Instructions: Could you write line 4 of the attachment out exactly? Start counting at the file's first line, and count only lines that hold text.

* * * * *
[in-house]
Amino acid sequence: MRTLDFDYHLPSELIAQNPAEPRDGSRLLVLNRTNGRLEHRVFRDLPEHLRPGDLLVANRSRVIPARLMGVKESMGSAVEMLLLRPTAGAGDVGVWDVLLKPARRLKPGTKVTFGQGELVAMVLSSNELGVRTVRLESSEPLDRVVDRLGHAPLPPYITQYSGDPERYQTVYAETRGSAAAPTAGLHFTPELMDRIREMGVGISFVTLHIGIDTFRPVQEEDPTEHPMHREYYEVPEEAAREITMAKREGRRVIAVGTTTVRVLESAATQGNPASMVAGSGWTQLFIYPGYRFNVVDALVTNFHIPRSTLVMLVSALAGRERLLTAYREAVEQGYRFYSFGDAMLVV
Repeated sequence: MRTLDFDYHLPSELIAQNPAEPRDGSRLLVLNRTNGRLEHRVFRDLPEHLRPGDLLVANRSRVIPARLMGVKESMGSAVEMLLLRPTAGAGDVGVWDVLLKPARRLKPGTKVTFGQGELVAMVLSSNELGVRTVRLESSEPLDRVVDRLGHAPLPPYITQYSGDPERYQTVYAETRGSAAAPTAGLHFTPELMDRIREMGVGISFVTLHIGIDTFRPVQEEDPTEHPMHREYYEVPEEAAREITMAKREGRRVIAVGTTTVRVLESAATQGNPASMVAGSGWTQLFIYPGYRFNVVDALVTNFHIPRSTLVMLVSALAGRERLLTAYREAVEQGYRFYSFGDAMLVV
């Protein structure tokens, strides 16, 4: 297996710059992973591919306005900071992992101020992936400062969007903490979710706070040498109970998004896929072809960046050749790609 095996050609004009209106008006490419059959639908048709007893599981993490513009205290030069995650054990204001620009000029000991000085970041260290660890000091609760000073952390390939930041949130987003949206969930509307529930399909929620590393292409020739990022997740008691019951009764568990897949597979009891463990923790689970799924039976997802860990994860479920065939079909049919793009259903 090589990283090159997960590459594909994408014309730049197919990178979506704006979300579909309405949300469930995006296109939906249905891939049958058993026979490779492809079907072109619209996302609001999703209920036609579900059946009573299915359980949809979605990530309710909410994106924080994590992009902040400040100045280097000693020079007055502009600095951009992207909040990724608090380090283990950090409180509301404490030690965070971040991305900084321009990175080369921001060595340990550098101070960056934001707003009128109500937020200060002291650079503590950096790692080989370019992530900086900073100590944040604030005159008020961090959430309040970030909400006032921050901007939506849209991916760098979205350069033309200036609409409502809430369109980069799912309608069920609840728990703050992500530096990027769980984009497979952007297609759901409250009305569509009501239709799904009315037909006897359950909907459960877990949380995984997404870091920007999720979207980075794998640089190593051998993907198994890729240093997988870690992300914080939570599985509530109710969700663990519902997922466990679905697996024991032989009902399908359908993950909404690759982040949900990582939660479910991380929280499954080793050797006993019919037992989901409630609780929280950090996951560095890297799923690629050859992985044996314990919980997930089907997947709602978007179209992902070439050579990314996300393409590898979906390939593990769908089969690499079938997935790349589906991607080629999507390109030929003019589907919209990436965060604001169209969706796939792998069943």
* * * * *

């Protein structure tokens, strides 16, 4: 297996710059992973591919306005900071992992101020992936400062969007903490979710706070040498109970998004896929072809960046050749790609 095996050609004009209106008006490419059959639908048709007893599981993490513009205290030069995650054990204001620009000029000991000085970041260290660890000091609760000073952390390939930041949130987003949206969930509307529930399909929620590393292409020739990022997740008691019951009764568990897949597979009891463990923790689970799924039976997802860990994860479920065939079909049919793009259903 090589990283090159997960590459594909994408014309730049197919990178979506704006979300579909309405949300469930995006296109939906249905891939049958058993026979490779492809079907072109619209996302609001999703209920036609579900059946009573299915359980949809979605990530309710909410994106924080994590992009902040400040100045280097000693020079007055502009600095951009992207909040990724608090380090283990950090409180509301404490030690965070971040991305900084321009990175080369921001060595340990550098101070960056934001707003009128109500937020200060002291650079503590950096790692080989370019992530900086900073100590944040604030005159008020961090959430309040970030909400006032921050901007939506849209991916760098979205350069033309200036609409409502809430369109980069799912309608069920609840728990703050992500530096990027769980984009497979952007297609759901409250009305569509009501239709799904009315037909006897359950909907459960877990949380995984997404870091920007999720979207980075794998640089190593051998993907198994890729240093997988870690992300914080939570599985509530109710969700663990519902997922466990679905697996024991032989009902399908359908993950909404690759982040949900990582939660479910991380929280499954080793050797006993019919037992989901409630609780929280950090996951560095890297799923690629050859992985044996314990919980997930089907997947709602978007179209992902070439050579990314996300393409590898979906390939593990769908089969690499079938997935790349589906991607080629999507390109030929003019589907919209990436965060604001169209969706796939792998069943």